Canada inflation edges up, doubts cast on rate move
By Louise Egan
OTTAWA (Reuters) - Canada's annual inflation rate skipped above expectations to 1.7 percent in April, because of double-digit gasoline price hikes, casting doubt on the timing of the Bank of Canada's next interest rate cut.
The jump in the April consumer price index, reported by Statistics Canada on Wednesday, was the first upturn in five months and topped the 1.4 percent forecast by market analysts. Month-on-month, the rate was up 0.8 percent from March.
The surprisingly high number pushed the Canadian dollar to a two-month high and prompted Prime Minister Stephen Harper to downplay the price pressures.
Statistics Canada also reported on Wednesday that the composite leading indicator inched up 0.1 percent in April, suggesting a slight pickup in economic activity after two sluggish months.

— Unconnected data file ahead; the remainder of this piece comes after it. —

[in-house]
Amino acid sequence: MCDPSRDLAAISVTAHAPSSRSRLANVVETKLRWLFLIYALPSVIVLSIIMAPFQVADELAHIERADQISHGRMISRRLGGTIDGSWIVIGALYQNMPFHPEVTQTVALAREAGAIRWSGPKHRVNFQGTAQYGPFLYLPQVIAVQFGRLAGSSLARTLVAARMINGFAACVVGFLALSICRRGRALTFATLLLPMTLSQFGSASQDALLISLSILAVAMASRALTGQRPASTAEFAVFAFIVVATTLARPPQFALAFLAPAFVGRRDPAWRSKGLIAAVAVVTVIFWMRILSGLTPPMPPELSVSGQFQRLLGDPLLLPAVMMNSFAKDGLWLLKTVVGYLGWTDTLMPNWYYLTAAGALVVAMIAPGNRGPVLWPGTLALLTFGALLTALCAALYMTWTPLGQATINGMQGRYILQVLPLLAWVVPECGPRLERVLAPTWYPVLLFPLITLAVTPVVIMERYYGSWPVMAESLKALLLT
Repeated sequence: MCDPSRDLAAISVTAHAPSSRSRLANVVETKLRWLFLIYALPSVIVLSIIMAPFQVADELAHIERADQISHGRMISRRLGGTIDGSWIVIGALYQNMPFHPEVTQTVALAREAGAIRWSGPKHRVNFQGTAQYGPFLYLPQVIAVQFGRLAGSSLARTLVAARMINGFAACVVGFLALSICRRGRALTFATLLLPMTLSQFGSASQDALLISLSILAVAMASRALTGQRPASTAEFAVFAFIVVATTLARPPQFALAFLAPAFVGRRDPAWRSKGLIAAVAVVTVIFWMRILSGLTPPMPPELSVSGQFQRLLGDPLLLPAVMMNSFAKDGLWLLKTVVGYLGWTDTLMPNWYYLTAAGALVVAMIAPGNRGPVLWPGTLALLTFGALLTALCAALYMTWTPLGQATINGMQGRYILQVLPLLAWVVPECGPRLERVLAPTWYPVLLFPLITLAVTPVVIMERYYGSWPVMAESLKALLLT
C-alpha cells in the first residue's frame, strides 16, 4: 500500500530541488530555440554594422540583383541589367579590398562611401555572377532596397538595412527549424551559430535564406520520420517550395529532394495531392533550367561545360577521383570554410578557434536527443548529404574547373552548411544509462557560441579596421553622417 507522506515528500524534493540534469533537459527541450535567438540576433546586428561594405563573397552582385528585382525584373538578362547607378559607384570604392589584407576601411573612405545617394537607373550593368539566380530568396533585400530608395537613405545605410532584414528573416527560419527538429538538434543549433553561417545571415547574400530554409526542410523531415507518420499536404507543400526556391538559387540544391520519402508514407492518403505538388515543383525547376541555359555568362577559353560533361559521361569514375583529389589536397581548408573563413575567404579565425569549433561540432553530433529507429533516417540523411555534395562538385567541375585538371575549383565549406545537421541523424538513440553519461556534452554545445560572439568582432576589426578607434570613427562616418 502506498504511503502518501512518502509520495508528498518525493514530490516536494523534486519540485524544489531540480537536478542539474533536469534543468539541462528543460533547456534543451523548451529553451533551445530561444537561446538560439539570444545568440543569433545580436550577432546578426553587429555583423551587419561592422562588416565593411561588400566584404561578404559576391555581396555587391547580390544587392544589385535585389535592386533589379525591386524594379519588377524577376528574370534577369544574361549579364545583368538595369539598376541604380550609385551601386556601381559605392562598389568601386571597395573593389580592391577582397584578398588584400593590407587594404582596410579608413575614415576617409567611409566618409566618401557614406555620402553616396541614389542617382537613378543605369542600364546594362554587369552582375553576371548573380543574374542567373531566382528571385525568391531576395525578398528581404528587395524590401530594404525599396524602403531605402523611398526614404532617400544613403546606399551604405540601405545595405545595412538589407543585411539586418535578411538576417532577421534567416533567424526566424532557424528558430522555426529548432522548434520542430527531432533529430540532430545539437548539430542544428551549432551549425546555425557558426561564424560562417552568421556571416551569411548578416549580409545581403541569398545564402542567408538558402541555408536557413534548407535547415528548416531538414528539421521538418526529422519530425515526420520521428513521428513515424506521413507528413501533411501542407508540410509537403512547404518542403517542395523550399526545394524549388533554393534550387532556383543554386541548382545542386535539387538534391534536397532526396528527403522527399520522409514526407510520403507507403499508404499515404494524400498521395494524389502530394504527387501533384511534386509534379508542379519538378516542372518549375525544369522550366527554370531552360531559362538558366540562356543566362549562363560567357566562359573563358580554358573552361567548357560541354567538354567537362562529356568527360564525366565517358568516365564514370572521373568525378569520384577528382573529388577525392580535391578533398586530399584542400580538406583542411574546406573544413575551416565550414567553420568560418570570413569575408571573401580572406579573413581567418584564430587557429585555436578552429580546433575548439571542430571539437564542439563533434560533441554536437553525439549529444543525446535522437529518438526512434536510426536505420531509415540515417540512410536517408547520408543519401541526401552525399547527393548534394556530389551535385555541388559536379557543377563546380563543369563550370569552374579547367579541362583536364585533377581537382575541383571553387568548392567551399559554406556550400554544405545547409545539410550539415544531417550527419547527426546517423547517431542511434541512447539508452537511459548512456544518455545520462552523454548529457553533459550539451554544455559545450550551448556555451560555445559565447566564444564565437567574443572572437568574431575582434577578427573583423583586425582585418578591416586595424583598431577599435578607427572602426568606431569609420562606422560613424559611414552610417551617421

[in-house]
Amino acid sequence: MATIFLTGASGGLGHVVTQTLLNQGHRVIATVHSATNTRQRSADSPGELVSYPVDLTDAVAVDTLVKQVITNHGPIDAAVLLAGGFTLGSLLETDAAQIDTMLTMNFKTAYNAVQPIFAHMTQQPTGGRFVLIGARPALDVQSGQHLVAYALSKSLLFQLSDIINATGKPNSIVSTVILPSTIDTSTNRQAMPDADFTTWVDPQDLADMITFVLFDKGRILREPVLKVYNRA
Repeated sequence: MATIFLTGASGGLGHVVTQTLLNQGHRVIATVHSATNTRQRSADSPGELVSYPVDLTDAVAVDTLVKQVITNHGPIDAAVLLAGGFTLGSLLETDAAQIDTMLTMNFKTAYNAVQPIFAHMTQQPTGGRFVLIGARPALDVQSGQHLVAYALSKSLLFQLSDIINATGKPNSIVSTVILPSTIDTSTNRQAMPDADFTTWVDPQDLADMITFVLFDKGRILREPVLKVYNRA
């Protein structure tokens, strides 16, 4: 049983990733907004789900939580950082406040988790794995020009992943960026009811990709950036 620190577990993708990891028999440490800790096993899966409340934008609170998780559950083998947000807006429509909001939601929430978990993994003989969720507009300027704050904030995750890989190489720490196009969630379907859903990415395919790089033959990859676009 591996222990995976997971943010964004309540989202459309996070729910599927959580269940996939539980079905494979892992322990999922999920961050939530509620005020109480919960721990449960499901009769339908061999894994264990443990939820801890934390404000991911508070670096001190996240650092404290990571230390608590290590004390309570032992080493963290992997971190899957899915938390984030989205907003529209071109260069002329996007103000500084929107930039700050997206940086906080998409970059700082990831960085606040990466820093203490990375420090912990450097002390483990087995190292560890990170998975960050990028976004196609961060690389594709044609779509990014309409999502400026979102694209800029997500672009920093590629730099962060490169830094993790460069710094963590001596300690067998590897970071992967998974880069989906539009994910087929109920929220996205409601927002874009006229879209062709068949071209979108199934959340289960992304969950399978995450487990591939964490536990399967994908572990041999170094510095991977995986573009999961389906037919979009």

The core inflation rate, which strips out gasoline and a number of other volatile items, also quickened more than anticipated in April. Core CPI rose 0.3 percent for a 1.5 percent annual rate. That compares with a median analyst forecast of 1.3 percent.
Some economists said the numbers will force the Bank of Canada to pause in its rate-cutting cycle next month.
"Still not alarming, but I think it puts any discussion of a move in June off the table and leaves open the prospect for further easing later if the economy warrants," said Craig Wright, chief economist at Royal Bank of Canada.
Others think the bank should still reduce interest rates at the first opportunity. Continued...